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Visits after hours are by appointment only. Please contact Timothy Blunk.


Gallery Coordinator: Timothy Blunk

Upcoming Exhibitions

Running Girls 

28 mixed media works on paper by Mary Mihelic with installation and performance works. 

Dates: February 9 – April 3, 2015.

Opening Reception: Tuesday, February 17, 6:00 p.m. at Gallery Bergen, West Hall, 3rd floor.

This exhibition is planned in coordination with the March 25, 2015 #BringBackOurGirls Conference organized by the Center for Peace, Justice and Reconciliation, Phi Theta Kappa, Women’s History Month, Student Government Association, and the Office of Student Life. 

“The Running Girl artworks are inspired by the courage of the 53 schoolgirls who ran for their lives and escaped from the Boko Haram terrorists in Nigeria when they attacked their school.  The term Boko Haram translated means Western education is a sin and the group believes that women should not be educated; instead women should be used as cooks or sex slaves.   These artworks reflect on war under the guise of religion -- religious freedom -- education for women --and global feminism.” – Mary Mihelic

The Artwork

The Running Girls series is in-progress. 53 images are projected to represent each of the 53 girls who escaped from their captors. 28 of these mixed media works will be shown at Gallery Bergen.  The works themselves are large: 60” x 40” – nearly life-sized for 12 or 13 year-old girl – and most are abstractly figurative – often referring to running. The profusion of curved lines on paper and the use of negative space create a sense of vulnerability and energy without overstatement. Their subtle use of text often refers to literacy and numeracy – skills that women under Boko Haram would be prevented from attaining.

A site-specific installation will create a section of a running track through the gallery, with textual references to the kidnapped girls. 

Another installation will be comprised of backpacks that are being collected by BCC’s Center for Peace, Justice and Reconciliation, the Student Government Association, Phi Theta Kappa, and Women’s History Month to raise awareness of the abductions and continued captivity of the Nigerian 223 girls, as well as the struggle of women worldwide for education and human rights.

Several performance art “running events” with volunteers from the BCC community are planned for the month of March.


About the Artist

Mary Mihelic received her Masters of Fine Arts degree from Parsons the New School for Design in 2006. Since then, her artworks have been shown in New York City, Chicago, L.A., Key West, Vermont and D.C.  Prior to getting her M.F.A., Mary studied art extensively at the Museum School in Boston and at the SMFA’s programs in Venice, Italy.  Her studio is in Brooklyn.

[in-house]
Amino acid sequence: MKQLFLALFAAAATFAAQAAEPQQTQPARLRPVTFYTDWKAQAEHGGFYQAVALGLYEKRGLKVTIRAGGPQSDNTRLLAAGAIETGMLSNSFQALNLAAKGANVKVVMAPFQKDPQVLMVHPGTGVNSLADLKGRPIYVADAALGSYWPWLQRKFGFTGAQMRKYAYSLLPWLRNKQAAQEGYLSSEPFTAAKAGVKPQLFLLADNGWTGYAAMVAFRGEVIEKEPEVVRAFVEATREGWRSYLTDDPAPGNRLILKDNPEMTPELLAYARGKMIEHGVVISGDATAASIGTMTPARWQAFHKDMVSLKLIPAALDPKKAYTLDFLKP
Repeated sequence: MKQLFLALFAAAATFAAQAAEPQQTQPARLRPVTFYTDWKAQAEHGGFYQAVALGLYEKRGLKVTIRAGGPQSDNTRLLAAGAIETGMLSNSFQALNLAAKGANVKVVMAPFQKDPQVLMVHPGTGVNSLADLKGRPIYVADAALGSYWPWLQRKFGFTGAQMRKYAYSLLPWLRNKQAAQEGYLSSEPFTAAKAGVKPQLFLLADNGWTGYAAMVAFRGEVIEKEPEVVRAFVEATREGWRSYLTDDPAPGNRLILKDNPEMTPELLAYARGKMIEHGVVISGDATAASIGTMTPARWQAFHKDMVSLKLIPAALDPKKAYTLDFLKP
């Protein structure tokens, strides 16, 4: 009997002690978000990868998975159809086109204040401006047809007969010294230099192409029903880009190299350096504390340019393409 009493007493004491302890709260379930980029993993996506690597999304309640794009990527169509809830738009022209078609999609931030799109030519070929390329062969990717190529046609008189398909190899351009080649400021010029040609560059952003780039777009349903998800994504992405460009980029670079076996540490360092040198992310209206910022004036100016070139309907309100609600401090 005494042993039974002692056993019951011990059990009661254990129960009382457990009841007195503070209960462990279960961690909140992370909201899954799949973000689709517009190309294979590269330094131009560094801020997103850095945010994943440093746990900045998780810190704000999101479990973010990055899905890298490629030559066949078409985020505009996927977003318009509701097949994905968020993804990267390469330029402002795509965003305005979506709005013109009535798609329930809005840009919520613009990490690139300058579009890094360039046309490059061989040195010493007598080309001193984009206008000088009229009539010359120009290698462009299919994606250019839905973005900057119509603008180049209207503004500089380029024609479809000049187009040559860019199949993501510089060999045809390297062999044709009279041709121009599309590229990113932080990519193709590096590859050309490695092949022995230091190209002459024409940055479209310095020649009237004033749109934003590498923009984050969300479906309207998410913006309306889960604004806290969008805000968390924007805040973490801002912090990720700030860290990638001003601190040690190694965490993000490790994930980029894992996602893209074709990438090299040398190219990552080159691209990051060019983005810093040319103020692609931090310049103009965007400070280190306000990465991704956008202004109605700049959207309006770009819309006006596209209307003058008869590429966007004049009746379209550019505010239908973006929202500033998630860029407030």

An excerpt from her artist statement reads, “In a time when people are leaving churches in record numbers and the historic relationship between religion and the art world has washed away, I make art about those things that bring us to our knees and humble us in 2015: the power of the ocean, the meltdown of a nuclear power plant, the courage of 53 school girls running for their lives.... the moments that transcend religion.”

As an artist, she is fascinated by the way the imagination makes God a reality in the form of faith.  Her Catholic education included being educated by the nuns at an all-girls high school. When her parents became involved with a group starting a new inter-faith organization called Common Ground, she and all five of her siblings spent their spare time studying world religions under Ron Miller and Jim Kenney at Common Ground.  (The original founders now organize the World Parliament of Religions which brings together all the religious leaders in the world every four years).  Today, she has one brother who is a Buddhist and another who worships the natural cycle of the moon and the stars.  Religious freedom is something she has always taken for granted.

Her connection to Nigeria began when she was a young girl and her father befriended a Nigerian at church.  The Nigerian was the eldest son of the Ibo Tribe, new to the Chicago area and studying at the local college.  The Chief had many wives and many children, so it was the beginning of a friendship with the entire Tribe.  In fact, during her childhood anyone visiting the US from the Ibo Nation stayed at her house. 

Since she has started the Running Girls Series, she is surprised by the number of people who have asked her about her race in relation this art.  Her reply is that her art doesn’t see race, it sees humanity

Combat Paper
November 11th - December 16th, 2014

Curated by Dave Keefe


Student Art Exhibition
April - May  2015

Curated by Bergen Community College Art Club

Open to all students on campus